The United States has condemned China for banning the broadcast of the BBC World News, saying China should allow the public full access to the internet and media.
The ban is the latest in a string of disputes between Beijing and overseas media, including the arrests of an Australian journalist and a news assistant for Bloomberg News in China, and the expulsion of journalists from several American outlets.
“We absolutely condemn [China’s] decision to ban BBC World News. [China] maintains one of the most controlled, most oppressive, least free information spaces in the world,” State Department spokesman Ned Price said on Thursday.
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“It’s troubling that as [China] restricts outlets and platforms from operating freely in China, Beijing’s leaders use free and open media environments overseas to promote misinformation.”
China’s National Radio and Television Administration said BBC World News was not allowed to continue its service “within Chinese territory” because it failed to meet the country’s broadcasting requirements and the regulatory body would not accept the channel’s broadcast application for the new year.
Hours later, Radio Television Hong Kong (RTHK), the special administrative region’s public broadcasting service, said it would suspend relay of the BBC World Service from Friday. It had previously been aired daily from 11pm until 7am.
RTHK’s ban triggered debate in mainland China, with some online users saying that under the “one country, two systems” principle that governs Hong Kong, the special administrative region was supposed to have a high degree of autonomy of its internal affairs.
“Hong Kong and Macau broadcasters need the approval of China’s National Radio and Television Administration? Please make sure you understand what is one country, two systems first,” a Weibo user named Quan Ruzhe said.
In a tweet on Friday, British Foreign Secretary Dominic Raab also criticised China’s ban, saying it “will only damage China’s reputation in the eyes of the world”.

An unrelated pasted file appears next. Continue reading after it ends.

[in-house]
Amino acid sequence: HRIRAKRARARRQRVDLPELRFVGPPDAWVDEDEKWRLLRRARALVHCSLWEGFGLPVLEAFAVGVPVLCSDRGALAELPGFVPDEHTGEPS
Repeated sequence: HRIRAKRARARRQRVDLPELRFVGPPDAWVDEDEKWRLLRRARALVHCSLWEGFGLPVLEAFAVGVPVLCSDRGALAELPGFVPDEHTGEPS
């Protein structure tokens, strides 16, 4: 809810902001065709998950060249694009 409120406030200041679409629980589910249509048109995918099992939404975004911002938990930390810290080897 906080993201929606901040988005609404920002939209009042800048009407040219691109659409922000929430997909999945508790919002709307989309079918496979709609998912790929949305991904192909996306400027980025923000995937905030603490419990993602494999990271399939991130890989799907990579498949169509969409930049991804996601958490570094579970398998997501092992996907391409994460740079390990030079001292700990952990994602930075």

BBC News expressed disappointment with the decision.
Beijing said BBC reports had damaged China’s interests and ethnic unity. But the ban was widely seen as retaliation for Britain revoking the broadcasting licence of China Global Television Network (CGTN) last week, after an investigation found the state-owned Chinese channel was ultimately controlled by the Chinese Communist Party and therefore violated British laws.
The Foreign Correspondents Club of China said the reasons given by Beijing for the ban seemed to send a warning to foreign media.
“The FCC is concerned that such language is intended to send a warning to foreign media operating in China that they may face sanctions if their reporting does not follow the Chinese party line about Xinjiang and other ethnic minority regions,” it said.
The BBC has published a series of reports that allege Beijing’s policies in the far western region of Xinjiang against Uygurs and other ethnic minorities included detention, indoctrination and forced labour. One report early this month alleged that women detainees in Xinjiang were subjected to sexual abuse and torture.
Beijing says the camps in the region are vocational training centres and its policies are meant as counterterrorism and poverty reduction measures.
The BBC has long been banned from broadcasting news to the general public in China and was only available at some hotels and homes. It was not clear how big of an impact the latest ban would have.
Beijing was also involved in a tit for tat over journalists’ access with the US last year, with the Trump administration changing visa rules for Chinese journalists and state media organisations in the US. China retaliated by expelling the journalists from three American outlets.
Tensions have also been high over the arrest of two news employees in China. Australian-Chinese journalist Cheng Lei, who worked for CGTN, was formally charged on Monday with “illegally supplying state secrets overseas” after almost six months of detention, and Haze Han, a Chinese national who worked for the American outlet Bloomberg, has been detained on suspicion of “national security” offences.
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